The operation cannot be completed because it is waiting for the first process. You click Pause to re-enter break mode. The debugger uses a green arrow to indicate the next statement process that it will run when it returns from the function.
- You add a breakpoint in the second process.
- You stop the first process, and then you press F5.
At this point, you expect the debugger to reach the breakpoint in each process. However, both processes are deadlocked inside the function, and the breakpoint that was last added is never hit. In addition, the debugger cannot run to the end of the application.
Breakpoint UI Fix
Disabled breakpoints are not visible after you install Visual Studio 2008 Service Pack 1
If you disable a breakpoint, the breakpoint is no longer hit. Also, the breakpoint is hidden from the left-most editor channel. The disabled breakpoint still exists. It is displayed in the Breakpoints Tool window.
A supported hotfix is available from Microsoft. However, this hotfix is intended to correct only the problem that is described in this article. Apply this hotfix only to systems that are experiencing this specific problem. This hotfix might receive additional testing. Therefore, if you are not severely affected by this problem, we recommend that you wait for the next software update that contains this hotfix.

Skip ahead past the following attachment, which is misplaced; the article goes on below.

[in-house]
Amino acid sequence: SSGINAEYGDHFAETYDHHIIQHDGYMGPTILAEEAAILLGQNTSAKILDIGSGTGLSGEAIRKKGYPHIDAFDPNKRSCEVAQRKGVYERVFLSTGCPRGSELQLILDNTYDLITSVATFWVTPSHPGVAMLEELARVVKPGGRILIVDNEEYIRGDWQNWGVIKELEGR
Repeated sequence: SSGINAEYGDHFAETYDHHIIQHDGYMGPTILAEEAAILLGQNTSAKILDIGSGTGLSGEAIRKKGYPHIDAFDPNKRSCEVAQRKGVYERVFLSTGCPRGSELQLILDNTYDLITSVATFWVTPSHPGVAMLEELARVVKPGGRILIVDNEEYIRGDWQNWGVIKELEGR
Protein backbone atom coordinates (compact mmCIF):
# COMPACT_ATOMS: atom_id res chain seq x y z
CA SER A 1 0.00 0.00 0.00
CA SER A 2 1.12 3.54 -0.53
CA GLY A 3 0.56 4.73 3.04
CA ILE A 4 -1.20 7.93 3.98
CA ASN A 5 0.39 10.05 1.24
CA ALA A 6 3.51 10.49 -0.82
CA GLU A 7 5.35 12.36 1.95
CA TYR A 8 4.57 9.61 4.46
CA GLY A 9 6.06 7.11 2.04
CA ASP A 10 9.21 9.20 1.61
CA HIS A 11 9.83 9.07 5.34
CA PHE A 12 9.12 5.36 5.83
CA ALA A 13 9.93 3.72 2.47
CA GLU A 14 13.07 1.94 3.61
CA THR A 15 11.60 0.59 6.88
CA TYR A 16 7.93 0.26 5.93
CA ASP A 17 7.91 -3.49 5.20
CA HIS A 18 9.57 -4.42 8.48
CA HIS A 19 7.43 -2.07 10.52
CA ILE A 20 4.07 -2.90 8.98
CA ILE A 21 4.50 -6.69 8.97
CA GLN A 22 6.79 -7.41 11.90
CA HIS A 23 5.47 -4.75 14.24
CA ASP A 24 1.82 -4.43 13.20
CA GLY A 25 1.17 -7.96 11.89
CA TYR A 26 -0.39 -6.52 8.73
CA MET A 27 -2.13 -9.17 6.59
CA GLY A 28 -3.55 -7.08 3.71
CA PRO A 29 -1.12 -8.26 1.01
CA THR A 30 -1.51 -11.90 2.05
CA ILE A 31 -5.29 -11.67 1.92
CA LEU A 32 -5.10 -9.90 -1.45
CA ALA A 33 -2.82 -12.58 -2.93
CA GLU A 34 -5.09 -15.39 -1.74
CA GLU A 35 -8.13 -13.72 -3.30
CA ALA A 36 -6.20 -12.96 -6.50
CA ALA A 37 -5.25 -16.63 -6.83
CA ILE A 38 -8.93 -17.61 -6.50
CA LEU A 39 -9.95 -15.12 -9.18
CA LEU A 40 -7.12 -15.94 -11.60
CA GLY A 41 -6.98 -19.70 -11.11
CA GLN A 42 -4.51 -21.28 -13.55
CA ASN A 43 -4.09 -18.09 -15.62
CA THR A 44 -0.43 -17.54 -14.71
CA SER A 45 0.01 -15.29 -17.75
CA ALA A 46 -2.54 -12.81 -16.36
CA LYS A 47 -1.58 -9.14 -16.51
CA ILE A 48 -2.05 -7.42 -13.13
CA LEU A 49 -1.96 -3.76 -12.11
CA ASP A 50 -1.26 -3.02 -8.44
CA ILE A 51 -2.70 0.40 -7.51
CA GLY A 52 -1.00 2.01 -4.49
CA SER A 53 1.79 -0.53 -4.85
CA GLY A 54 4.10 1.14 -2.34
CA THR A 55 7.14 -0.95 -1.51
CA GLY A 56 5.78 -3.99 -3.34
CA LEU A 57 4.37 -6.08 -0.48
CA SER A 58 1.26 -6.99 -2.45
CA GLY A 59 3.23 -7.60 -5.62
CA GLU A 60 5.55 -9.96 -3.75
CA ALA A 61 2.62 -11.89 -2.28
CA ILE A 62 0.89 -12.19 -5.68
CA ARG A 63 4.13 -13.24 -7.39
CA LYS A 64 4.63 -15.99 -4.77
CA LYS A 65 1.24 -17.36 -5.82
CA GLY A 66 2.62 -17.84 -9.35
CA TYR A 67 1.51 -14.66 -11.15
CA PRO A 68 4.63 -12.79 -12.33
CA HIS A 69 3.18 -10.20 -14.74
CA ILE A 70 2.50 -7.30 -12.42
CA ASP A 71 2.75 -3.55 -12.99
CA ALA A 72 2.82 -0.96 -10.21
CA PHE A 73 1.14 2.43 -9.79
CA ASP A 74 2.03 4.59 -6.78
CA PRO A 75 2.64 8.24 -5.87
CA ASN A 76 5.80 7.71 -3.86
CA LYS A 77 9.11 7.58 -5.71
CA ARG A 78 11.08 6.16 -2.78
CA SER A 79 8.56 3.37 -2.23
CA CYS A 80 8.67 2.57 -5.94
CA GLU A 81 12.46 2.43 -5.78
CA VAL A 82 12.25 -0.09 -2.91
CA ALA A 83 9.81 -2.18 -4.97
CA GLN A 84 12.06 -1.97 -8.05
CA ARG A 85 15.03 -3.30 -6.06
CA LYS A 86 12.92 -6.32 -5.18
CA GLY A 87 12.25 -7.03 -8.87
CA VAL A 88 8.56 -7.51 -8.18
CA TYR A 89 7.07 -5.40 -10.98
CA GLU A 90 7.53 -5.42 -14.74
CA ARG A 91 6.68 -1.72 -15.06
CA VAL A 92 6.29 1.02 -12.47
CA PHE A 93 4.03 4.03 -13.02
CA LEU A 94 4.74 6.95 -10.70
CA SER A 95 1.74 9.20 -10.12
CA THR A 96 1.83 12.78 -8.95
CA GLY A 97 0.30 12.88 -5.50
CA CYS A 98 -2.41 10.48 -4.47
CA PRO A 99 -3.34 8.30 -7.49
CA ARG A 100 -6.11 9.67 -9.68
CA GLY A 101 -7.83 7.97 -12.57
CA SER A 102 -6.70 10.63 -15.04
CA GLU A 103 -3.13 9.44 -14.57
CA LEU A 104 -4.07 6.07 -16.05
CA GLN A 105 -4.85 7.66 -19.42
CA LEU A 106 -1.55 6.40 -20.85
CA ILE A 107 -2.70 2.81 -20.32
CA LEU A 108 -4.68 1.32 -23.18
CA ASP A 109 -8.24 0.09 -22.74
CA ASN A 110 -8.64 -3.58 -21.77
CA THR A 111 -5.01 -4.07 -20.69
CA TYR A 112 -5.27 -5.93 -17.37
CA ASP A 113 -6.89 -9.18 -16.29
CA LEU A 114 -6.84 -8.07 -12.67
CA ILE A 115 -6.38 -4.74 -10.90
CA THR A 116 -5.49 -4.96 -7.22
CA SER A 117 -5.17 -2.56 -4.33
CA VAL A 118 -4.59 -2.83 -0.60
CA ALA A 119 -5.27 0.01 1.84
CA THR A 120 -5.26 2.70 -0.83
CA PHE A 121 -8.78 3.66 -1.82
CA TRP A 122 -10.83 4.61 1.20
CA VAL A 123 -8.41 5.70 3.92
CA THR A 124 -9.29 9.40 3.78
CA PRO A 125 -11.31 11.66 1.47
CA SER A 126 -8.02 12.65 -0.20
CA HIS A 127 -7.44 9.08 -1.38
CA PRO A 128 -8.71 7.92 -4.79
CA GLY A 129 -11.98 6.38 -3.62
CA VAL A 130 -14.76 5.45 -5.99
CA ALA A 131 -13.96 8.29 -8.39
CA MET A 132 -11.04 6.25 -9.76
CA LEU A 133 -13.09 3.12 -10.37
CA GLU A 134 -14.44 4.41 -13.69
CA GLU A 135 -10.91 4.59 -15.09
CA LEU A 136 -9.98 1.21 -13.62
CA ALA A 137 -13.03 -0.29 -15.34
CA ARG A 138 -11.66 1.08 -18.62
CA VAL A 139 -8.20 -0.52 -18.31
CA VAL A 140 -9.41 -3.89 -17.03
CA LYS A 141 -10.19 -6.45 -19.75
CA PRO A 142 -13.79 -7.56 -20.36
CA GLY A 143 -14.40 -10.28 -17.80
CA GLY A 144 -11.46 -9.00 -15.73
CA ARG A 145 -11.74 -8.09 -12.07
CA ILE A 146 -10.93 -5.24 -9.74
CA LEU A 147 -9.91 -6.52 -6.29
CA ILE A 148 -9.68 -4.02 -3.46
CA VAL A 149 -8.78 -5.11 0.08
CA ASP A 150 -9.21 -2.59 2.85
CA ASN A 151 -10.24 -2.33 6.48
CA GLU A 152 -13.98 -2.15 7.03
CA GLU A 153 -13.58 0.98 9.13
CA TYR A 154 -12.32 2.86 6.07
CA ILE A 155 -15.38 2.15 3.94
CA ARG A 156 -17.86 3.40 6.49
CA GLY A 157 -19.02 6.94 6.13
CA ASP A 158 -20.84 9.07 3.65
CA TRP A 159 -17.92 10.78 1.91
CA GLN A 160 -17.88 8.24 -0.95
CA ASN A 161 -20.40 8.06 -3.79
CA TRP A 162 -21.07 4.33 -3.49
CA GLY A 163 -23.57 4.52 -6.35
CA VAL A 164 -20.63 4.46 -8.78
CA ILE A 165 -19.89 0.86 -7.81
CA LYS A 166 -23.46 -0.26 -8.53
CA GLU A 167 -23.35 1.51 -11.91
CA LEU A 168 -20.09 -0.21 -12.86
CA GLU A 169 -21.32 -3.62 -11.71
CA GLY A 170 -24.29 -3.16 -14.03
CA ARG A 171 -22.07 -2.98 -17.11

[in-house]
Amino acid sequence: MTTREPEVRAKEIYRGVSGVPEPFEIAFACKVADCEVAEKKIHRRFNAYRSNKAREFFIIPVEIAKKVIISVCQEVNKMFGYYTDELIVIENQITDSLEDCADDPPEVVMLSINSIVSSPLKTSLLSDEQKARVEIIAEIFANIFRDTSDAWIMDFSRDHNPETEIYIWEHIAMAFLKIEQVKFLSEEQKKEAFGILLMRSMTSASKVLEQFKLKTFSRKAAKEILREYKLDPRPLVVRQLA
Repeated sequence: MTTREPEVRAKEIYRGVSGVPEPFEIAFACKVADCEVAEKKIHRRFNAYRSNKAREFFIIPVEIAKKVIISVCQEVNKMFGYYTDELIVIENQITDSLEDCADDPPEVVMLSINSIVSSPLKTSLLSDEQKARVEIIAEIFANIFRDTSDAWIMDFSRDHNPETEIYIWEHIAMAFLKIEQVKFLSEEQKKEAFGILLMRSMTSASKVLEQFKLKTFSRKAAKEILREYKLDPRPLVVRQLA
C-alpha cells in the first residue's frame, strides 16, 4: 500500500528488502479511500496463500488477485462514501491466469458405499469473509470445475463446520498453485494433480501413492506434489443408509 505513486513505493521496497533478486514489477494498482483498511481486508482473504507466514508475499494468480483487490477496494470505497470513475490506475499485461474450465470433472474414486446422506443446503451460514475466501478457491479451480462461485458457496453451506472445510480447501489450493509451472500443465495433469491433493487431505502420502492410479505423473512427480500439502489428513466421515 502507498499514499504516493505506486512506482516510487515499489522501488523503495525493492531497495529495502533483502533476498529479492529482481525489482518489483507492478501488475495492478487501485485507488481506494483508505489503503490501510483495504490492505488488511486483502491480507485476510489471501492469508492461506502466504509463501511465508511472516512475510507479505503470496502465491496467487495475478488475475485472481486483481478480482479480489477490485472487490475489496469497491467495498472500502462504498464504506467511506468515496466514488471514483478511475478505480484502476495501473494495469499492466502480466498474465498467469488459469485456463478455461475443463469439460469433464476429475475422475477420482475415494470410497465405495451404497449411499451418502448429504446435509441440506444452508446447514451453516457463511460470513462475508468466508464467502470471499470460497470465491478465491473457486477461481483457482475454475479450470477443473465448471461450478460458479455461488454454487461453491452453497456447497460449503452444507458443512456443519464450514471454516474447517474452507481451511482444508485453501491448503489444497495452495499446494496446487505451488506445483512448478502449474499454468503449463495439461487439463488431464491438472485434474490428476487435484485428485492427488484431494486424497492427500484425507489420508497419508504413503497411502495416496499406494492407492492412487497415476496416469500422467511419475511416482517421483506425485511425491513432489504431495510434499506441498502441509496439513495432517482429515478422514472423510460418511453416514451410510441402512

To download this hotfix from the MSDN Code Gallery, visit the following Microsoft Web site:
The MSDN Code Gallery displays the languages for which the hotfix is available. If you do not see your language listed, it is because the Code Gallery resource page is not available for that language.
If additional issues occur or if any troubleshooting is required, you might have to create a separate service request. The usual support costs will apply to additional support questions and issues that do not qualify for this specific hotfix. For a complete list of Microsoft Customer Service and Support telephone numbers or to create a separate service request, visit the following Microsoft Web site:
You must have Microsoft Visual Studio 2008 SP1 installed to apply this hotfix.
You do not have to restart the computer after you apply this hotfix.
Hotfix replacement information
This hotfix does not replace any other hotfixes.
The English version of this hotfix has the file attributes (or later file attributes) that are listed in the following table. The dates and times for these files are listed in Coordinated Universal Time (UTC). When you view the file information, it is converted to local time. To find the difference between UTC and local time, use the
tab in the
Date and Time
item in Control Panel.
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|File name||File version||File size||Date||Time||Platform|
Microsoft has confirmed that this is a problem in the Microsoft products that are listed in the "Applies to" section.